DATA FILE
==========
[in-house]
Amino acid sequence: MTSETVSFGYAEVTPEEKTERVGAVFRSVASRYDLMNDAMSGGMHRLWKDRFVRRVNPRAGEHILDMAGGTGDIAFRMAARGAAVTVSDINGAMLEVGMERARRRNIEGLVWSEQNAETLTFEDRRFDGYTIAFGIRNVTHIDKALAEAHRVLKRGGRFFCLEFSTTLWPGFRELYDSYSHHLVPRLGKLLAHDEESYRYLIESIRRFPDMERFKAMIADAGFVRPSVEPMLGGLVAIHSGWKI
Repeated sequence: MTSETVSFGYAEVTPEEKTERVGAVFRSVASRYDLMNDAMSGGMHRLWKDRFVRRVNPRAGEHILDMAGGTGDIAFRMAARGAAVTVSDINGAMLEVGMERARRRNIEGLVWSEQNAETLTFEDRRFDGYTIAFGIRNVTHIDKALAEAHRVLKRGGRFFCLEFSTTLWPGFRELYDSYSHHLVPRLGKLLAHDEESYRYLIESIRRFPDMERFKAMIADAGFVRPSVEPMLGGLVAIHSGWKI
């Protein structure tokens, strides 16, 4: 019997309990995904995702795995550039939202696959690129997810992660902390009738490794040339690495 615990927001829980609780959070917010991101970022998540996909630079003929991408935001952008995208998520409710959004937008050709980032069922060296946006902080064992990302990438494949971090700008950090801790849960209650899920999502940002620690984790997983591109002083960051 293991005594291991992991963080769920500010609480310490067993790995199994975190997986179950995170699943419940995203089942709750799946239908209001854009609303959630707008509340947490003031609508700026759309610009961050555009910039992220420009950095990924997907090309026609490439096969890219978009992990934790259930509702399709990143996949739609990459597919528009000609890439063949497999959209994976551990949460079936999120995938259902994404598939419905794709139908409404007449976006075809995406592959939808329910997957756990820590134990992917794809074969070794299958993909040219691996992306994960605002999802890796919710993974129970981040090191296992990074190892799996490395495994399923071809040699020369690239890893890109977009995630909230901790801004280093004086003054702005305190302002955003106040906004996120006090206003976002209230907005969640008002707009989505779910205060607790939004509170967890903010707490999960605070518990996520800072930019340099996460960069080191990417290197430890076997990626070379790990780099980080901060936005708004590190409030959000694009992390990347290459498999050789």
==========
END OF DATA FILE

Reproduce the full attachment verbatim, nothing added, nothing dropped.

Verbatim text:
[in-house]
Amino acid sequence: MTSETVSFGYAEVTPEEKTERVGAVFRSVASRYDLMNDAMSGGMHRLWKDRFVRRVNPRAGEHILDMAGGTGDIAFRMAARGAAVTVSDINGAMLEVGMERARRRNIEGLVWSEQNAETLTFEDRRFDGYTIAFGIRNVTHIDKALAEAHRVLKRGGRFFCLEFSTTLWPGFRELYDSYSHHLVPRLGKLLAHDEESYRYLIESIRRFPDMERFKAMIADAGFVRPSVEPMLGGLVAIHSGWKI
Repeated sequence: MTSETVSFGYAEVTPEEKTERVGAVFRSVASRYDLMNDAMSGGMHRLWKDRFVRRVNPRAGEHILDMAGGTGDIAFRMAARGAAVTVSDINGAMLEVGMERARRRNIEGLVWSEQNAETLTFEDRRFDGYTIAFGIRNVTHIDKALAEAHRVLKRGGRFFCLEFSTTLWPGFRELYDSYSHHLVPRLGKLLAHDEESYRYLIESIRRFPDMERFKAMIADAGFVRPSVEPMLGGLVAIHSGWKI
């Protein structure tokens, strides 16, 4: 019997309990995904995702795995550039939202696959690129997810992660902390009738490794040339690495 615990927001829980609780959070917010991101970022998540996909630079003929991408935001952008995208998520409710959004937008050709980032069922060296946006902080064992990302990438494949971090700008950090801790849960209650899920999502940002620690984790997983591109002083960051 293991005594291991992991963080769920500010609480310490067993790995199994975190997986179950995170699943419940995203089942709750799946239908209001854009609303959630707008509340947490003031609508700026759309610009961050555009910039992220420009950095990924997907090309026609490439096969890219978009992990934790259930509702399709990143996949739609990459597919528009000609890439063949497999959209994976551990949460079936999120995938259902994404598939419905794709139908409404007449976006075809995406592959939808329910997957756990820590134990992917794809074969070794299958993909040219691996992306994960605002999802890796919710993974129970981040090191296992990074190892799996490395495994399923071809040699020369690239890893890109977009995630909230901790801004280093004086003054702005305190302002955003106040906004996120006090206003976002209230907005969640008002707009989505779910205060607790939004509170967890903010707490999960605070518990996520800072930019340099996460960069080191990417290197430890076997990626070379790990780099980080901060936005708004590190409030959000694009992390990347290459498999050789």